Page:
Did the White House get hit by a cyberattack? Yes.
Is it a big deal? Maybe not.
On Sunday evening, the Washington Free Beacon, a conservative-leaning news blog, posted a story entitled "White House Hack Attack."
It said Chinese hackers earlier this month got into "one of the U.S. government's most sensitive computer networks, breaching a system used by the White House Military Office for nuclear commands."
According to unidentified White House officials who spoke to the Free Beacon, Politico and the Associated Press, the reality was more mundane.
"This was a spear-phishing attack against an unclassified network," one official told the Free Beacon.
In other words, someone in the White House received a spear-phishing email on a workplace computer that was connected to the regular Internet.
An unnamed source told FoxNews.com that a White House employee had "opened an email he wasn't supposed to open."
Whether or not the email's malicious payload — an attached file or embedded Web link — was opened as part of the second step necessary for infection, we don't know.
Catching big fish
Spear-phishing emails are frequently used by Chinese state-sponsored hackers to try to penetrate an organization's internal network.
Typically, a person within the organization will receive an email that appears to come from a colleague or acquaintance. Attached is a file crafted to be of interest to the recipient; for example, a document detailing an upcoming industry conference. In other scenarios, a link to a website is embedded in the body of the email.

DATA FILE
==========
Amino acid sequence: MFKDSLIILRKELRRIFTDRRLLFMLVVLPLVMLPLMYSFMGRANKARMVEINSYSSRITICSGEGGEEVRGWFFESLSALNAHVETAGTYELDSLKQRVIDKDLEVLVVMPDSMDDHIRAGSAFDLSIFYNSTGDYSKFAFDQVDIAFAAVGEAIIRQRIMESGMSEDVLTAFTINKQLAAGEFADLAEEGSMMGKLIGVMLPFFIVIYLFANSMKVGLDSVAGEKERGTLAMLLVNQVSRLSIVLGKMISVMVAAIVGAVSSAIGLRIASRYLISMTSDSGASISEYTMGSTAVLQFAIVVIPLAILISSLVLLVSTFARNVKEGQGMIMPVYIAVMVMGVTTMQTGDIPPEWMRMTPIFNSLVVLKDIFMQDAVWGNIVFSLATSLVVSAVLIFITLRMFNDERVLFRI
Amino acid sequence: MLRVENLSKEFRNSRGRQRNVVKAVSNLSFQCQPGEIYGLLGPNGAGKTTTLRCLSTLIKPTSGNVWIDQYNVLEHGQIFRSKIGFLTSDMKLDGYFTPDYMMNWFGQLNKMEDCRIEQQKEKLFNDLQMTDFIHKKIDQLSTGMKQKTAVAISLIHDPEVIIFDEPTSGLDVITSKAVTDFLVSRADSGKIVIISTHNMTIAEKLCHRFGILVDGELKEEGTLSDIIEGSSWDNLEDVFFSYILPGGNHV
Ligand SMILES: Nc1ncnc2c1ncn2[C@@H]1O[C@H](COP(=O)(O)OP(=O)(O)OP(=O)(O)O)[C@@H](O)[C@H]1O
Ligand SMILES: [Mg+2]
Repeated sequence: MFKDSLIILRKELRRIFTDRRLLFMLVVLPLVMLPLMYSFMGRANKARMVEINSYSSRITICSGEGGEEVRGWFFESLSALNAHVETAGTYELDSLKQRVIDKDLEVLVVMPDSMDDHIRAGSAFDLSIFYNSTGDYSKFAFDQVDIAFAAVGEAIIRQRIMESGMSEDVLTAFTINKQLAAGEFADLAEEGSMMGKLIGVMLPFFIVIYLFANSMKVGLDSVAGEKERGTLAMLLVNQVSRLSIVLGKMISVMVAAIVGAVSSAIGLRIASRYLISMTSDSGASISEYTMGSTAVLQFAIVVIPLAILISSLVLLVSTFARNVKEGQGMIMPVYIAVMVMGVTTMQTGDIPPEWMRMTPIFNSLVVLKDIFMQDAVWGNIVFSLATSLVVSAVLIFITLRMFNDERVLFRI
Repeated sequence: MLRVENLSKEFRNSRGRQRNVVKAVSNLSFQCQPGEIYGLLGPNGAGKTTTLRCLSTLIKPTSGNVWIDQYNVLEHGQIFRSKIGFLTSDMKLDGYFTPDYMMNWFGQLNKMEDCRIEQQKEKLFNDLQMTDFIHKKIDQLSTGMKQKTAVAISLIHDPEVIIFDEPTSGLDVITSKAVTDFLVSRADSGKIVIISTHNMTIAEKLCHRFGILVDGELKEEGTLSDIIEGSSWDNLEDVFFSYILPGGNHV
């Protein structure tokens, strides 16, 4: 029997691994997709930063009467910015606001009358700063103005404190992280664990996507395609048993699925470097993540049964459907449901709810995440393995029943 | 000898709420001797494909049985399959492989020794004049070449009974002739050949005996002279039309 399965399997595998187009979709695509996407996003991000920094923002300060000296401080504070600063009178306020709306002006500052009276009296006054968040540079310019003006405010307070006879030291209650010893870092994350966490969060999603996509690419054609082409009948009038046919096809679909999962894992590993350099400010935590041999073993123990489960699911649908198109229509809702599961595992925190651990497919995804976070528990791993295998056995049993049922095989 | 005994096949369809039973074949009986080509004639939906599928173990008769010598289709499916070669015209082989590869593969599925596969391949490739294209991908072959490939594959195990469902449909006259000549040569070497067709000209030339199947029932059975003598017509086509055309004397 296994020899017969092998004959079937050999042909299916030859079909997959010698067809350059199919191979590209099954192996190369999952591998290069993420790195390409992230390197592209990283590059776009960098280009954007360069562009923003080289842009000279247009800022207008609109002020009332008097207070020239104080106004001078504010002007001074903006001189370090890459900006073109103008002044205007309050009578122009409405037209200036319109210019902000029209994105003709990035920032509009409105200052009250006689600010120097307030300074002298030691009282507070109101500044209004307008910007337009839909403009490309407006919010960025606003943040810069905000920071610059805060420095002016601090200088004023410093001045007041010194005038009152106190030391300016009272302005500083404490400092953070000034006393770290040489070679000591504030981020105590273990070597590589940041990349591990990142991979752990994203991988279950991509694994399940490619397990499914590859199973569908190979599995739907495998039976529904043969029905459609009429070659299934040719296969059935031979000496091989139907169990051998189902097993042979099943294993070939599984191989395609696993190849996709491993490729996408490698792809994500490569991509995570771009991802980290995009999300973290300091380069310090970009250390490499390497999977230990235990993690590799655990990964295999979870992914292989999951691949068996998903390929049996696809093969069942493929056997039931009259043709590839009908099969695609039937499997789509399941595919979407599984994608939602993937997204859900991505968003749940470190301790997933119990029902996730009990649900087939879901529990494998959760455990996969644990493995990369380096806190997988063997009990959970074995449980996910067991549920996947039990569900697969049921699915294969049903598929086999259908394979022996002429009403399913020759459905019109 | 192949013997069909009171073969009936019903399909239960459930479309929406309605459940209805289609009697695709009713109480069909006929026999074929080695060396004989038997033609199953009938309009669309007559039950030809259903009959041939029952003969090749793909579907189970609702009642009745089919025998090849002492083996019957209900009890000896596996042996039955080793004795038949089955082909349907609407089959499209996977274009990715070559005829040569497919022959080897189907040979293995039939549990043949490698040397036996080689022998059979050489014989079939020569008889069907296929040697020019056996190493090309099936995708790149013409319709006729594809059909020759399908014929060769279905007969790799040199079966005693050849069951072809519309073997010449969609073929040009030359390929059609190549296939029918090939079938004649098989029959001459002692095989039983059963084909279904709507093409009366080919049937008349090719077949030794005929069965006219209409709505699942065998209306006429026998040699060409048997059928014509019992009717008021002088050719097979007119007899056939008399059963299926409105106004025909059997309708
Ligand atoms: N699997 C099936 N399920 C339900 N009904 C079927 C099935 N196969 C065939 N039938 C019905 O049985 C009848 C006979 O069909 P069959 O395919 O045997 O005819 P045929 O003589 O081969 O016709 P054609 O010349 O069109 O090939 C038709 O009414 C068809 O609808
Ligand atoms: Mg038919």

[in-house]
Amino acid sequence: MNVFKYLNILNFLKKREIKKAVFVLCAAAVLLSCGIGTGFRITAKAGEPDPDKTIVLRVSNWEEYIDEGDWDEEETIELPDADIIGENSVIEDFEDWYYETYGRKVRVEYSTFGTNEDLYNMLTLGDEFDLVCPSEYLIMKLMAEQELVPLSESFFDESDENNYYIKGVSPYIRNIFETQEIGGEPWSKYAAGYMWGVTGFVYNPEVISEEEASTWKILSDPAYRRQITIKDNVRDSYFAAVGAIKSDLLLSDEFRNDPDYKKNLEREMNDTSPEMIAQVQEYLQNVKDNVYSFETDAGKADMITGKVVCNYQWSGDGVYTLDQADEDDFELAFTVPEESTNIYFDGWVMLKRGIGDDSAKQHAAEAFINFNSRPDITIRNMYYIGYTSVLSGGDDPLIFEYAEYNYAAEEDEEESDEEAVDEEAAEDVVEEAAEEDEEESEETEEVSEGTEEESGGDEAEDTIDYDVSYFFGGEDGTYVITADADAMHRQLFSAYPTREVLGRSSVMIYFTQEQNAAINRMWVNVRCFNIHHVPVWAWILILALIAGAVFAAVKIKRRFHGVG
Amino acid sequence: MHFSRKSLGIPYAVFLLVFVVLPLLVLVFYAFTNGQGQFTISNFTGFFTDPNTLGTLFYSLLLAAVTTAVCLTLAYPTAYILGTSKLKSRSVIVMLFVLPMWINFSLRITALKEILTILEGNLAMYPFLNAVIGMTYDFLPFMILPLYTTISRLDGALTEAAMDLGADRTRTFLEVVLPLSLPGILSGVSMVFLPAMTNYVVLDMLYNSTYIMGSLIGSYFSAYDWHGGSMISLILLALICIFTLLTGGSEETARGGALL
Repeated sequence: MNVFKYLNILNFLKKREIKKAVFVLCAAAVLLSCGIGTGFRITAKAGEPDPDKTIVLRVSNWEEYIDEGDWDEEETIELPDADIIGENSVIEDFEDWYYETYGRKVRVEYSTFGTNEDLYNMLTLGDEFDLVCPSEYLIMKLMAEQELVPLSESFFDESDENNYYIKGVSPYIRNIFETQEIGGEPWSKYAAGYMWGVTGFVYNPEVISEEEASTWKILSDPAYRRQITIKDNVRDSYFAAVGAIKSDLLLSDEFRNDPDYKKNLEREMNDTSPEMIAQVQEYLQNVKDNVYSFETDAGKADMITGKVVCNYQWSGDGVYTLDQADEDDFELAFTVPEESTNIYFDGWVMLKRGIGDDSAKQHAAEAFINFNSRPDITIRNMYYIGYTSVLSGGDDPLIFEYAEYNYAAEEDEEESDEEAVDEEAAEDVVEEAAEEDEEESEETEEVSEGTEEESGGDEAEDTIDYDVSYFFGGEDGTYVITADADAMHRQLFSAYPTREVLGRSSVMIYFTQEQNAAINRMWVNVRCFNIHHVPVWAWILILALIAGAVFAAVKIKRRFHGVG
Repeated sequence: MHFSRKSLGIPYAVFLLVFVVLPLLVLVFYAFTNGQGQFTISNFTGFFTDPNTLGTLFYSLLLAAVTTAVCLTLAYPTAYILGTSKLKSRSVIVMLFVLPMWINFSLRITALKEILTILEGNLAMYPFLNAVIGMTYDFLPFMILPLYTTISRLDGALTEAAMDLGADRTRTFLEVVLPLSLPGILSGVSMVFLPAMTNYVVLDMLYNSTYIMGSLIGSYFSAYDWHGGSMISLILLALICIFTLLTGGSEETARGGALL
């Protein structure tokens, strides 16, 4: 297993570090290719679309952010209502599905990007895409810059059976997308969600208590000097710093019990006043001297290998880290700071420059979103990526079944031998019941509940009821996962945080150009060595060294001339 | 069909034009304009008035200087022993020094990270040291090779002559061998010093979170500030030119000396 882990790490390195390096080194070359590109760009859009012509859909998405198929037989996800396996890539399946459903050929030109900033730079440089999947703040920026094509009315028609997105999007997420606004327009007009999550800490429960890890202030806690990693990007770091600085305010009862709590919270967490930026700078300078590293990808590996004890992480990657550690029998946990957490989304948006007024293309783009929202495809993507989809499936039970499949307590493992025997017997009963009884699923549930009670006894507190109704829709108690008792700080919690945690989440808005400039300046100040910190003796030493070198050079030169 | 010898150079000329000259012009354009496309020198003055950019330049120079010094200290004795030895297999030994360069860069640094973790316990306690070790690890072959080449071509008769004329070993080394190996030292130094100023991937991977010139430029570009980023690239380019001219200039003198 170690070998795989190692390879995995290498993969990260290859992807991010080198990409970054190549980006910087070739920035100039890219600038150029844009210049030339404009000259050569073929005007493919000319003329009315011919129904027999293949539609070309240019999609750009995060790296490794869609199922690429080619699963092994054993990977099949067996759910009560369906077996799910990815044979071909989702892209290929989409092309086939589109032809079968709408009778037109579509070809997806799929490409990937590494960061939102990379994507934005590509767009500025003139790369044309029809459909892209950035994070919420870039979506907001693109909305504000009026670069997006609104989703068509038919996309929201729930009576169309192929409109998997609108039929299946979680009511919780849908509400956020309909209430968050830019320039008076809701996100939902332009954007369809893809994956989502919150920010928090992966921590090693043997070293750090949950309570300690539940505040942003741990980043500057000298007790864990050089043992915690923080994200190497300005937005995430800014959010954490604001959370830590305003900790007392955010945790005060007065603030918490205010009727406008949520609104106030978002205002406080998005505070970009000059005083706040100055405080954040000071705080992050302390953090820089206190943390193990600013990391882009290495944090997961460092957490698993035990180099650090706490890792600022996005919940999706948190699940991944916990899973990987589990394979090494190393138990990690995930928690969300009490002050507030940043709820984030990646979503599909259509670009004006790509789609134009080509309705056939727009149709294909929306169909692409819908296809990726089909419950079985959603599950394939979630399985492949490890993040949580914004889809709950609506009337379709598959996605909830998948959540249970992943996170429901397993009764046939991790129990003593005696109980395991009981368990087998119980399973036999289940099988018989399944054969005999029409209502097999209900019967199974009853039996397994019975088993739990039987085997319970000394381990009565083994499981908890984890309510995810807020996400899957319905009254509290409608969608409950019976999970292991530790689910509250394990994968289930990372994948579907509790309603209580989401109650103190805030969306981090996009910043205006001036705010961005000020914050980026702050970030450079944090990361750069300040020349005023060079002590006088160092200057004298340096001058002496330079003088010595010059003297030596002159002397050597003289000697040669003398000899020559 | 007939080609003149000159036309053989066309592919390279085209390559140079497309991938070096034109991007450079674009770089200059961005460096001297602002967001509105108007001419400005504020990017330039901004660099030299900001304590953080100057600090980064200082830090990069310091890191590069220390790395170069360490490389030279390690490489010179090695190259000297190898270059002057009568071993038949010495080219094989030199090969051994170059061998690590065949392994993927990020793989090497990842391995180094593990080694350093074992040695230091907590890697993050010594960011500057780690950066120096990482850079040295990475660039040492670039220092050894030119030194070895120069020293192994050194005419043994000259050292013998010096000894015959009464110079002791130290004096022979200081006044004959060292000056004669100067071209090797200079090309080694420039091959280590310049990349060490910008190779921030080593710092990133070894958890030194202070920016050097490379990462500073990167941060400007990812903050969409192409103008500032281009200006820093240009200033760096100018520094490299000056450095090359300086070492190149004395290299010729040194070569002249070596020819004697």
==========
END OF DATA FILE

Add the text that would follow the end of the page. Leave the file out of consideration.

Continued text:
But if the attachment is opened or the link is clicked, it will try to install malware, which, if successfully loaded, will then try to spread into the secure part of the network.
A White House official told Politico that the attack had been "isolated" and that no data had been lost.
Other information in the Free Beacon story was unclear, such as whether any high-security network had indeed been penetrated.
Technically, if a spear-phishing email were to get past the White House's email filters, then a White House network would indeed be breached — much in the same way your home network is breached when you get spam.
A White House official told the Associated Press that it was "not infrequent" for spear-phishing emails to be received by the White House.
Crude but effective
The White House Military Office is an obvious target for information-stealing hackers working for a hostile nation-state.
The office employs around 100 people and controls several aspects of the president's transportation, including the presidential helicopter and motorcade, as well as basic White House functions including the telephone and computer networks, the cafeteria and the medical center.
State-sponsored Chinese hackers have had some notable success with spear-phishing emails. In 2011, someone at the digital-security firm RSA received a spear-phishing email and opened the attached Excel file. The file installed a "backdoor" that let hackers remotely access RSA's internal network.
The hackers then stole secret codes that controlled RSA SecurID authentication algorithms, which thousands of companies and organizations issue to employees to permit remote logins into secure networks.
With the stolen RSA codes, the hackers broke into the secure networks of Lockheed Martin and other American defense contractors.
In order to guard against spear-phishing emails, companies and organizations train employees not to open unsolicited email attachments. As the RSA attack shows, such training doesn't always work, even in the most security-minded organizations.